EP: Mutchy:In regards to my background as a drummer, I have been taught by some amazing drummers throughout university and through playing in Exile Parade. I also have a strong interest in learning as much as possible about new/old styles of playing and techniques, and how to apply them to our music. My main influences as a musician come from the heavier side of music such as Deep Purple, Led Zepplin and Nirvana.
TDOA: We talk to some great bands who haven’t been signed yet. You’ve had the buzz from working with Owen Morris, the Beijing Times cd and some U.S. radio support. How difficult is it to get a record deal with a major label in England? Some bands like The Boxer Rebellion have had success releasing albums themselves on ITunes (which I see you use to distribute too). Is this the best way for bands to release music now?
EP: It is harder to get a record deal with a major label than it used to be, due to the economic problems we are facing and the whole file sharing issue. Record companies just don’t have as much money to invest as they used to. That’s just the way it is though – you can rest assured if you have music that is absolutely stunning, then a label will sign you. With regards to releasing your own music, it depends on the level of success that you want I think. If you want to get right to the top, then you need the backing of a major or large indie label, there’s no doubt about that. You need money to record, to tour, to pay for PR, marketing, merchandise etc. Not to mention the essential contacts within the industry that a record label has. I think the romantic notion of DIY within music is overexagerated. You just can’t do it on your own without outside help. If your music is good enough though, then getting a record deal isn’t really an issue anyway.
TDOA: Your music has appeared in a movie and as part of a television soundtrack. Did you make any money in either case and how did you get both of those opportunities?
EP: No we didn’t make a penny! Both of them were just great opportunities and to see how your song fits a particular scene was really interesting. In the case of Skins and the use of Firewalk with Me, it was done amazingly well. Again, the opportunities just came through having our music up on myspace and the producers getting in touch with us.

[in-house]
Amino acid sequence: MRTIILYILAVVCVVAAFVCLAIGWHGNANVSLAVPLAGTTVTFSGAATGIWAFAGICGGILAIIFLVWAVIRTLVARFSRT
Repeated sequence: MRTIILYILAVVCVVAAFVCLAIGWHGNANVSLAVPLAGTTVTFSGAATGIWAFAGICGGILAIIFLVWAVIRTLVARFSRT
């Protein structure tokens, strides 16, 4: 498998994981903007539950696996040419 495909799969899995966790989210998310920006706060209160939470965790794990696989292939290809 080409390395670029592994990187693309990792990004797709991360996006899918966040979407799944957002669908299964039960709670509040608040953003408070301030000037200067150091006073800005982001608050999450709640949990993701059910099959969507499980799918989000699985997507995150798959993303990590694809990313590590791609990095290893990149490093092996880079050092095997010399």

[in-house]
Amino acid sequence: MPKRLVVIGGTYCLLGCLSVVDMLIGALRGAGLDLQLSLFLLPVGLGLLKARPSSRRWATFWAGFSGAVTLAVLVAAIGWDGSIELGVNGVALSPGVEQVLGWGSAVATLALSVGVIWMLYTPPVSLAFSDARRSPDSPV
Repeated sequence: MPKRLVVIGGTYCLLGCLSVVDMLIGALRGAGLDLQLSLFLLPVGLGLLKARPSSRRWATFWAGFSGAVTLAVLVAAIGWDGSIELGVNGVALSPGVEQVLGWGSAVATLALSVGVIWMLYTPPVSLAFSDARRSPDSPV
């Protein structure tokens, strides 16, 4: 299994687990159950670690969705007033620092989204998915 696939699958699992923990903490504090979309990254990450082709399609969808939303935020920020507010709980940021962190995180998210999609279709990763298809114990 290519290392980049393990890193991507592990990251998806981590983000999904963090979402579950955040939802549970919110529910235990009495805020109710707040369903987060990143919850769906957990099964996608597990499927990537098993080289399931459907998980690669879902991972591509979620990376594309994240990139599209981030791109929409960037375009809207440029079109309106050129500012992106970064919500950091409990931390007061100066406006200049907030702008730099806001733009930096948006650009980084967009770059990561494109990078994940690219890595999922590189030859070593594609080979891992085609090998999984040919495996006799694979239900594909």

TDOA: Tell me your feeling about the British music magazines? Over here, it’s pretty much the same bands all the time. As a music “listener” do you get bored reading about the same bands every week?
EP: There are good magazines and bad magazines – it all depends on your taste in music. There’s a magazine out there for everyone – there’s Mojo, Q, Uncut, Rolling Stone, which are really great reads and have a lot of great reviews, interviews, features etc then there are your kind of comics, such as the NME, which has filled the gap left by Smash Hits. So in that respect, I don’t think you have to read about the same bands all the time, there is a lot of choice out there.
TDOA: Anytime I hear a band who sounds this aggressive on record, I assume their live shows will be great. The “Heart Into Suicide” video speaks to this a bit, but I’m wondering about how the band feel about playing live versus in the studio.
EP: I think each band member will have a different opinion on this. Personally I prefer recording in the studio to playing live. That’s not to say I don’t enjoy playing live, cos I do, it’s amazing. But going into the studio with new songs to record and developing them until they’re finished is a great feeling. You’re creating something and that’s a great buzz. Our recordings are done almost completely live anyway, which gives you that raw feel.
TDOA: Is the sound on the Fire Walk With Me video live? It doesn’t sound quite the same as the recorded version and in fact sounds rawer and even more powerful (if that’s possible. Of course, I could be wrong and be in need of a check-up on my hearing).
EP: Good spot! The versions on the video and the recording are two different mixes. The one on the video is the original mix and a far superior version and will be used at all times from now on!
TDOA: What’s next for the band? Any plans to come to America to play a showcase (SXSW perhaps?)
We are due to go into the studio this month to record 4 or 5 songs, then back in as soon as possible after that, to record another 5 or 6 songs, that will then make up the album. We’re due to tour England, Germany and Holland in November and then the album will be out early next year hopefully. We may be off to China later this year and we are working on getting over to America to do some gigs as well.
Contact Exile Parade via MySpace at: http://www.myspace.com/exileparade
or via their website at: http://exileparade.blogspot.com/